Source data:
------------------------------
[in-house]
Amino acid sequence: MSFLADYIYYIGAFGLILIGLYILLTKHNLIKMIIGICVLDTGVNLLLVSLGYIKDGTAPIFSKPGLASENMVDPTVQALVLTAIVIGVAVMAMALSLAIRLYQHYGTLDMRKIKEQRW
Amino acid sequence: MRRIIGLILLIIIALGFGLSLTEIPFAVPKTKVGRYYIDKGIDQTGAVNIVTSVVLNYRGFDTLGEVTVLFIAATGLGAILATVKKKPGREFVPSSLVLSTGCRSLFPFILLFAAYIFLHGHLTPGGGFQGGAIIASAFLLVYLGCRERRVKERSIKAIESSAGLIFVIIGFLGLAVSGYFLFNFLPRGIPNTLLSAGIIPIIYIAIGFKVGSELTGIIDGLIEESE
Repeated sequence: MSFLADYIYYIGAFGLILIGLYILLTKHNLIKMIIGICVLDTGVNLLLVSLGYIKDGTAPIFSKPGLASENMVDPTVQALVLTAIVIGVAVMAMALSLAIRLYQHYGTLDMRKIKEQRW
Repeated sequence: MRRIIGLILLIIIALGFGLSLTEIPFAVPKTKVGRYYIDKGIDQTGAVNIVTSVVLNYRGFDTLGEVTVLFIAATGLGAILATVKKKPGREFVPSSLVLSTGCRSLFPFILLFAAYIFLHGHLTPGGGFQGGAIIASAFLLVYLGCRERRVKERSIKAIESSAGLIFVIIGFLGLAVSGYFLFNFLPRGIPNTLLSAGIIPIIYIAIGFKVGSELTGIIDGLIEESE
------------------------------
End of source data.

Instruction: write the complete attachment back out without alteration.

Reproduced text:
[in-house]
Amino acid sequence: MSFLADYIYYIGAFGLILIGLYILLTKHNLIKMIIGICVLDTGVNLLLVSLGYIKDGTAPIFSKPGLASENMVDPTVQALVLTAIVIGVAVMAMALSLAIRLYQHYGTLDMRKIKEQRW
Amino acid sequence: MRRIIGLILLIIIALGFGLSLTEIPFAVPKTKVGRYYIDKGIDQTGAVNIVTSVVLNYRGFDTLGEVTVLFIAATGLGAILATVKKKPGREFVPSSLVLSTGCRSLFPFILLFAAYIFLHGHLTPGGGFQGGAIIASAFLLVYLGCRERRVKERSIKAIESSAGLIFVIIGFLGLAVSGYFLFNFLPRGIPNTLLSAGIIPIIYIAIGFKVGSELTGIIDGLIEESE
Repeated sequence: MSFLADYIYYIGAFGLILIGLYILLTKHNLIKMIIGICVLDTGVNLLLVSLGYIKDGTAPIFSKPGLASENMVDPTVQALVLTAIVIGVAVMAMALSLAIRLYQHYGTLDMRKIKEQRW
Repeated sequence: MRRIIGLILLIIIALGFGLSLTEIPFAVPKTKVGRYYIDKGIDQTGAVNIVTSVVLNYRGFDTLGEVTVLFIAATGLGAILATVKKKPGREFVPSSLVLSTGCRSLFPFILLFAAYIFLHGHLTPGGGFQGGAIIASAFLLVYLGCRERRVKERSIKAIESSAGLIFVIIGFLGLAVSGYFLFNFLPRGIPNTLLSAGIIPIIYIAIGFKVGSELTGIIDGLIEESE